References

  • Anderson, K.A. (2008). Grief experiences of CNAs: Relationships with burnout and turnover. Journal of Gerontological Nursing, 34(1), 42–49. doi:10.3928/00989134-20080101-01 [CrossRef]
  • Anderson, K.A. & Gaugler, J.E. (2006–2007). The grief experiences of certified nursing assistants: Personal growth and complicated grief. Omega, 54, 301–318.
  • Bonanno, G.A. & Kaltman, S. (2001). The varieties of grief experience. Clinical Psychological Review, 21, 705–721. doi:10.1016/S0272-7358(00)00062-3 [CrossRef]
  • Braun, K.L., Cheang, M. & Shigeta, D. (2005). Increasing knowledge of skills and empathy among direct care workers in elder care: A preliminary study of an active-learning model. The Gerontologist, 45, 118–124.
  • Carpenter, J. & Thompson, S.A. (2008). CNAs’ experiences in the nursing home. Journal of Gerontological Nursing, 34(9), 25–32. doi:10.3928/00989134-20080901-02 [CrossRef]
  • Castle, N.G. (2005). Job satisfaction of nursing home administrators. Long-Term Care Interface, 4(3), 5–13.
  • Castle, N.G., Engberg, J., Anderson, R. & Men, A. (2007). Job satisfaction of nurse aides in nursing homes: Intent to leave and turnover. The Gerontologist, 47, 193–204. doi:10.1093/geront/47.2.193 [CrossRef]
  • Centers for Disease Control and Prevention. (2004). National Nursing Home Survey. Retrieved from http://www.cdc.gov/nchs/nnhs.htm
  • Davies, B., Clarke, D., Connaughty, S., Cook, K., MacKenzie, B. & McCormick, J. et al. (1996). Caring for dying children: Nurses’ experiences. Pediatric Nursing, 22, 500–507.
  • Faschingbauer, T., Zisook, S. & DeVaul, R. (1987). The Texas Revised Inventory of Grief. In Zisook, S. (Ed.), Biopsychosocial aspects of bereavement (pp. 111–124). Washington, DC: American Psychiatric Press.
  • Gubrium, J.F. (1975). Living and dying at Murray Manor. New York: St. Martin’s Press.
  • Harr, R. & Kasayka, R. (2000). The power of place and the preservation of personhood. Nursing Homes and Long-Term Care Management, 9(6), 30–35.
  • Hogan, N.S., Greenfield, D.B. & Schmidt, L.A. (2001). Development and validation of the Hogan Grief Reaction Checklist. Death Studies, 25, 1–32.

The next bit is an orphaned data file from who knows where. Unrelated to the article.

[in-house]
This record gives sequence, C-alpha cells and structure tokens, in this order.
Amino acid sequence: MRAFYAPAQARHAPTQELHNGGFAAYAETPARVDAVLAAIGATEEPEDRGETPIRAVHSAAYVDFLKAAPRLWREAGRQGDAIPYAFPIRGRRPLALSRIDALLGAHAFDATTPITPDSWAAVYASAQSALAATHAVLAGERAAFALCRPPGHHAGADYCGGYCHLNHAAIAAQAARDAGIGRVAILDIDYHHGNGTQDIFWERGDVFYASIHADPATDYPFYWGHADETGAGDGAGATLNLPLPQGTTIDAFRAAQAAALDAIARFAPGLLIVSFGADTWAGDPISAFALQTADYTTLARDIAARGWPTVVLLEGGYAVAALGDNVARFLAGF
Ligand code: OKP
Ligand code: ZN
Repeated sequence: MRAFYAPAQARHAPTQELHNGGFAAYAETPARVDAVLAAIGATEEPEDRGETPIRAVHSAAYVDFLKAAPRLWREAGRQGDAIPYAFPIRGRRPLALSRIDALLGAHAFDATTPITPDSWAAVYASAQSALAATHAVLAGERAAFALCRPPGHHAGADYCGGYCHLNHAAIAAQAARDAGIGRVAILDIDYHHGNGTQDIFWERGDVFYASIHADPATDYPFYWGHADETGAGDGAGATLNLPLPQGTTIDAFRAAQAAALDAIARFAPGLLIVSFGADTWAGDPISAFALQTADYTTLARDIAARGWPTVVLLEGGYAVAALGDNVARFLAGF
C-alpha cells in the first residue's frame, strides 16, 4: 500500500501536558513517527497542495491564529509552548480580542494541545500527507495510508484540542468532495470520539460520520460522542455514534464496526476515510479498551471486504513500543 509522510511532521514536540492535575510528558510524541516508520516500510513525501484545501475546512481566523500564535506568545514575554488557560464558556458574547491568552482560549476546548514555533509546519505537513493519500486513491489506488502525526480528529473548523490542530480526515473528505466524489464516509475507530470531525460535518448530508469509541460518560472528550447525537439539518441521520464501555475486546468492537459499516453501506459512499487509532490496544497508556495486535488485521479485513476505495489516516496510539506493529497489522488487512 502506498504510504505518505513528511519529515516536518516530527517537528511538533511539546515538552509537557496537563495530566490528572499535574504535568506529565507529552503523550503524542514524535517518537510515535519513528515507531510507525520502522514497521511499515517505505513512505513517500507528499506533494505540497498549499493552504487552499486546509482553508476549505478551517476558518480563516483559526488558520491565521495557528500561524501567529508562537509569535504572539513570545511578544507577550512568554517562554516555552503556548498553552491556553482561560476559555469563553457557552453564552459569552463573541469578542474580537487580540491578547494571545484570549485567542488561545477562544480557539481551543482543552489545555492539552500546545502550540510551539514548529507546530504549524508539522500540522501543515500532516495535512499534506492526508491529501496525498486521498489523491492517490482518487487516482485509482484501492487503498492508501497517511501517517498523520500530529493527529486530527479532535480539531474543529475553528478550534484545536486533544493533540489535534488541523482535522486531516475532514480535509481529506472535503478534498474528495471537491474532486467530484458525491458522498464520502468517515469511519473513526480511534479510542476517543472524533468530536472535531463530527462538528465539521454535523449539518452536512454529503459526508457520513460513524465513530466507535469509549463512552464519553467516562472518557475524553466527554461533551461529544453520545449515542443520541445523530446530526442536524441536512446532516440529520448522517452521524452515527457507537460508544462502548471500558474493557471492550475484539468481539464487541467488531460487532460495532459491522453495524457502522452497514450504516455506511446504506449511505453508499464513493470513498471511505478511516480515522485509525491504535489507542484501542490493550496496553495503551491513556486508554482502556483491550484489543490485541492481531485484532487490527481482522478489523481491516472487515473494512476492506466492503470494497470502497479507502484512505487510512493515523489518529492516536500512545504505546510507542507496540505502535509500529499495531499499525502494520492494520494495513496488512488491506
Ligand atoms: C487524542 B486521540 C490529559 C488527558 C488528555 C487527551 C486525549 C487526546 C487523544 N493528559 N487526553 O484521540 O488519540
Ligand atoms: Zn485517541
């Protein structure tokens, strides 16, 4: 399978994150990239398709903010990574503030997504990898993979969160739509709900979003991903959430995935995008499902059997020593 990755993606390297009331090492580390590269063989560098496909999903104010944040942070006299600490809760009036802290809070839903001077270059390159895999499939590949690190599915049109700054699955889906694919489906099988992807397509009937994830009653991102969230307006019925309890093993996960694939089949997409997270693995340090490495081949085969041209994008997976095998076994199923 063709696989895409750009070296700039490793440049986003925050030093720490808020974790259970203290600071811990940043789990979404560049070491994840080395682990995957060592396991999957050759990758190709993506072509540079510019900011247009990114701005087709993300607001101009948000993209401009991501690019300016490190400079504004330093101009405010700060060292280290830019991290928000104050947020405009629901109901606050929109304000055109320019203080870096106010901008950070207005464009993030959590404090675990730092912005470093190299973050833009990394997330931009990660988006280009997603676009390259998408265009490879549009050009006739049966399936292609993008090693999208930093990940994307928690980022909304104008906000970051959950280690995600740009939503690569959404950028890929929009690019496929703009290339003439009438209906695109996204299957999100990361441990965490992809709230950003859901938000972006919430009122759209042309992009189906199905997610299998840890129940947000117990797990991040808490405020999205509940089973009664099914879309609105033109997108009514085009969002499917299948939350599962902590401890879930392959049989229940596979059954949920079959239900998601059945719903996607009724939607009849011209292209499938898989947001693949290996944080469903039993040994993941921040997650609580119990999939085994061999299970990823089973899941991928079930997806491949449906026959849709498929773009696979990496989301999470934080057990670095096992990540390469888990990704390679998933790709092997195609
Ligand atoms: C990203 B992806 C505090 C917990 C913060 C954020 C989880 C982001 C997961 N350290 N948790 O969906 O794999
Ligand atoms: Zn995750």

• Joshi, S. & Flaherty, J.H. (2005). Elder abuse and neglect in long-term care. Clinics in Geriatric Medicine, 21, 333–354. doi:10.1016/j.cger.2004.10.009 [CrossRef]
  • Katz, J., Komaromy, C. & Sidell, M. (1999). Understanding palliative care in residential and nursing homes. International Journal of Palliative Nursing, 5, 58–64.
  • Katz, J., Sidell, M. & Komaromy, C. (2000). Death in homes: Bereavement needs of residents, relatives and staff. International Journal of Palliative Nursing, 6, 274–279.
  • Laschinger, H.K.S., Finegan, J., Shamian, J. & Wilk, P. (2001). Impact of structural and psychological empowerment on job strain in nursing work settings: Expanding Kanter’s model. Journal of Nursing Administration, 31, 260–272. doi:10.1097/00005110-200105000-00006 [CrossRef]
  • Lindemann, E. (1944). Symptomatology and management of acute grief. American Journal of Psychiatry, 151, 155–160.
  • Maslach, C., Jackson, S.E. & Leiter, M.P. (1996). Maslach Burnout Inventory manual (3rd ed.). Palo Alto, CA: Consulting Psychologists Press.
  • Monahan, R.S. & McCarthy, S. (1992). Nursing home employment: The nurse’s aide’s perspective. Journal of Gerontological Nursing, 18(2), 13–16.
  • Moss, M.S., Moss, S.Z., Rubenstein, R.L. & Black, H.K. (2003). Metaphor of “family” in staff communication about death and dying. Journals of Gerontology. Series B, Psychological Sciences and Social Sciences, 58, S290–S296.
  • Moss, S.Z. & Moss, M.S. (2002). Nursing home staff reactions to resident deaths. In Doka, K.J. (Ed.), Disenfranchised grief: New directions, challenges, and strategies for practice (pp. 197–216). Champaign, IL: Research Press.
  • NCCNHR. (2001). The nurse staffing crisis in nursing homes: Consensus statement of the campaign for quality care. Washington, DC: Author.
  • O’Hara, P.A., Harper, D.W., Chartrand, L.D. & Johnston, S.F. (1996). Patient death in a long-term care hospital: A study on the effect on nursing staff. Journal of Gerontological Nursing, 22(8), 27–35.